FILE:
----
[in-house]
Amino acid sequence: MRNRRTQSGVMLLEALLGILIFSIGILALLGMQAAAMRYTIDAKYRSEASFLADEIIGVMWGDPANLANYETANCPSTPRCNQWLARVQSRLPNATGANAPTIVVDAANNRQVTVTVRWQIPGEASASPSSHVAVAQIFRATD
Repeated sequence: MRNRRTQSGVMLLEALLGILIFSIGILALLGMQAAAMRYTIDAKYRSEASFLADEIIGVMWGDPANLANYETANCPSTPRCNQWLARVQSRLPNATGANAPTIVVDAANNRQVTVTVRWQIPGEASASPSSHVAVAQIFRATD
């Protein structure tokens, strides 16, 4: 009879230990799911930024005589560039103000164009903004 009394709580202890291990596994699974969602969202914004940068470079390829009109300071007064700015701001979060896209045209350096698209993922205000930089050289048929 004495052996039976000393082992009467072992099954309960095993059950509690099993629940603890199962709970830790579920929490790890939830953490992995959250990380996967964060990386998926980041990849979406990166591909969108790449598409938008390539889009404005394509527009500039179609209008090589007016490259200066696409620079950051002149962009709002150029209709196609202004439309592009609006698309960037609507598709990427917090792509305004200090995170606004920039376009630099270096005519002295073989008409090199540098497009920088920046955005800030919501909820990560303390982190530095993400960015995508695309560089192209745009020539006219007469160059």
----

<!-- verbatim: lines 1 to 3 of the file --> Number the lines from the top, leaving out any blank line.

[in-house]
Amino acid sequence: MRNRRTQSGVMLLEALLGILIFSIGILALLGMQAAAMRYTIDAKYRSEASFLADEIIGVMWGDPANLANYETANCPSTPRCNQWLARVQSRLPNATGANAPTIVVDAANNRQVTVTVRWQIPGEASASPSSHVAVAQIFRATD
Repeated sequence: MRNRRTQSGVMLLEALLGILIFSIGILALLGMQAAAMRYTIDAKYRSEASFLADEIIGVMWGDPANLANYETANCPSTPRCNQWLARVQSRLPNATGANAPTIVVDAANNRQVTVTVRWQIPGEASASPSSHVAVAQIFRATD